The effects of double diffusion and background turbulence on the persistence of submarine wakes
Benbow, Troy A.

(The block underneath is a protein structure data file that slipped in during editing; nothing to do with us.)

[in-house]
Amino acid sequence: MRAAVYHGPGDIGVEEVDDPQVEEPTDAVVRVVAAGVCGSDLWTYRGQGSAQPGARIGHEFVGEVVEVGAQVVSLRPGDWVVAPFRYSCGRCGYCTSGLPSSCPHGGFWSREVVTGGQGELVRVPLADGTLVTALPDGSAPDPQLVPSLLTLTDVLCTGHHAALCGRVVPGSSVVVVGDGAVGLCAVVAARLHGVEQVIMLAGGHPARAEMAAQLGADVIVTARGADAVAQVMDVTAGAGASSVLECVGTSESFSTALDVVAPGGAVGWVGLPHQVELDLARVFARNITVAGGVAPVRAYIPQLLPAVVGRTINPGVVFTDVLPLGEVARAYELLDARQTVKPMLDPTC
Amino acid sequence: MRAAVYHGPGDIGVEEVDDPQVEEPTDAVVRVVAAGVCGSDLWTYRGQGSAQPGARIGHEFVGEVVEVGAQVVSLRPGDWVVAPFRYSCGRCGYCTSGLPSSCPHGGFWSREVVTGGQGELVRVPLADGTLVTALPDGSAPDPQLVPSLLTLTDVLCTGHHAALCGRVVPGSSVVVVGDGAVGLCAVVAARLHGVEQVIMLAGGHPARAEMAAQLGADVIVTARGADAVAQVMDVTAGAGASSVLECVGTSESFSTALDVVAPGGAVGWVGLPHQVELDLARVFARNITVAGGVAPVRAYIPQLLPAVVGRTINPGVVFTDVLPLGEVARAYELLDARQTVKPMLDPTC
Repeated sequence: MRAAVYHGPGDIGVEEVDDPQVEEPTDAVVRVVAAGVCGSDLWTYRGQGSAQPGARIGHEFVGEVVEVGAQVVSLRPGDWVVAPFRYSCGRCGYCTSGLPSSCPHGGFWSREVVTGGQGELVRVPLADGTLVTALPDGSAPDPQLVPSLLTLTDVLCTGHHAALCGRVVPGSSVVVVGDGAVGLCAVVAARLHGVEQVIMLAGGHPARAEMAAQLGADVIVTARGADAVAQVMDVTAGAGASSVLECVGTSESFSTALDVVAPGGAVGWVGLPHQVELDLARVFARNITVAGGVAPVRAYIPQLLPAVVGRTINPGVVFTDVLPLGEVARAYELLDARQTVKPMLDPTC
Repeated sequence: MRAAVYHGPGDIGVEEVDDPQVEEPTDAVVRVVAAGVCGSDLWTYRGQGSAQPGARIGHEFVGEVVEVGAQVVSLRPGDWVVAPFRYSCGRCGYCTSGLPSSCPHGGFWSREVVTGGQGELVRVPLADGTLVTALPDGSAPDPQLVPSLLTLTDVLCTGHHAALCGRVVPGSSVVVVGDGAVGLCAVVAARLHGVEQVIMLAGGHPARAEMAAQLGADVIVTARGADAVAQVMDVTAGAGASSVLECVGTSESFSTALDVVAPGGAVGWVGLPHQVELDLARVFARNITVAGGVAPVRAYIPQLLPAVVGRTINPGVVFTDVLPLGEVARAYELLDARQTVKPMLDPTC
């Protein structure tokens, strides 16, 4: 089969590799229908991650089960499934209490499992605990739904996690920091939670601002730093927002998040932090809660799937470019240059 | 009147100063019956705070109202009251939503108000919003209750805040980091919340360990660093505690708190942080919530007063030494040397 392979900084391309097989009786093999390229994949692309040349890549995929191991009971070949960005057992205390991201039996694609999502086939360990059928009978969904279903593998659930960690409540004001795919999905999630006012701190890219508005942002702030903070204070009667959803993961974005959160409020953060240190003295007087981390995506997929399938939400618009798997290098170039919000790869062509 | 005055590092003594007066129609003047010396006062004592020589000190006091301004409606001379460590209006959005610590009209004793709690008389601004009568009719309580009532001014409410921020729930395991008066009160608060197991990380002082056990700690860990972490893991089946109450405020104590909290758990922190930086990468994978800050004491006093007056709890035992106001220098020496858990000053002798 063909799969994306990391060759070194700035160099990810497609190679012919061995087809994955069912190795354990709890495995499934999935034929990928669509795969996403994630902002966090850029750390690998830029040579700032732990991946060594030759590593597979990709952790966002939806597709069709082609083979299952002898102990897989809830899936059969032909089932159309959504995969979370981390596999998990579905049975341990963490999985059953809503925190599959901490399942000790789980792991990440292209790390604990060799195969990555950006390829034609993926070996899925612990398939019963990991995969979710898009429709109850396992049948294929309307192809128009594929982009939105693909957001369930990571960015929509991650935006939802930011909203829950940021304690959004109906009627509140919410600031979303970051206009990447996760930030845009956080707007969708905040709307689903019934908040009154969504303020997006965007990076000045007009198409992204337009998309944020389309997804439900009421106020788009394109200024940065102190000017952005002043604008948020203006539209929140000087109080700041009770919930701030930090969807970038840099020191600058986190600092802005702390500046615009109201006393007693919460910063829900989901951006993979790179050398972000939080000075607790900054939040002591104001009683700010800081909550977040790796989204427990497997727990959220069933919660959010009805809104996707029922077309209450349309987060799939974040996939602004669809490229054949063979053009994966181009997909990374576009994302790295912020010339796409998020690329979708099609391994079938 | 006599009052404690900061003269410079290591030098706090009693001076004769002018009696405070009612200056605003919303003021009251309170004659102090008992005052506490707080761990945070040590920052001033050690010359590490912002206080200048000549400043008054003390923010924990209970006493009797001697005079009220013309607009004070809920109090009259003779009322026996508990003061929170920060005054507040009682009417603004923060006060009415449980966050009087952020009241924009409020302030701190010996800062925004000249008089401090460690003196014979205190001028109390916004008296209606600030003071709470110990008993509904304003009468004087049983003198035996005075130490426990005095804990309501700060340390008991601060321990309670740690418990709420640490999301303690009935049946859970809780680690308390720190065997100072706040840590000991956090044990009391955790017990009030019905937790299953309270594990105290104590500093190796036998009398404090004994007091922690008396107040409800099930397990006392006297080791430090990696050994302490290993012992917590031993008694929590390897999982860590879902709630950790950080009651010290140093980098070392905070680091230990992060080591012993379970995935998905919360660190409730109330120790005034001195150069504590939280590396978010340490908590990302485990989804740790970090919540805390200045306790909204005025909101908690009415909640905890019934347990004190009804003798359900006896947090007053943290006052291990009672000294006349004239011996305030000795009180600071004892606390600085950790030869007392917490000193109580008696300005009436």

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A numerical study has been performed to investigate the feasibility of hydro-dynamically based detection of propagating submersibles. Of particular concern is the possibility of utilizing microstructure measurements as a means of wake identification. The simulations are based on the Massachusetts Institute of Technology General Circulation Model (MITgcm), which has been modified for wake analysis. The dissipation of a turbulent wake produced by a sphere uniformly propagating in a doubly stratified environment is examined for three scenarios: (i) quiescent regime, (ii) double-diffusive regime, and (iii) a flow with pre-existing turbulence. The analysis of the numerical models was based on two quantities, the dissipation of turbulent kinetic energy (ε), and the dissipation of thermal variance (χ). This analysis indicates that wake signatures generated by a 1-meter wide object are detectable for 0.4 and 1.2 hours, depending on regime, and the detection interval is not strongly sensitive to the density ratio. Double-diffusive convection plays a significant role in the duration of submarine wakes. The extrapolation of the simulations to objects of ~10m propagating with speeds ~10m/s suggests that microstructure-based detection is feasible for at least two hours after the passage of a submersible and significantly longer outside the double-diffusive regime. These results indicate that microstructure-based observations of stratified wakes offer a viable method for the non-acoustic detection of submerged objects.
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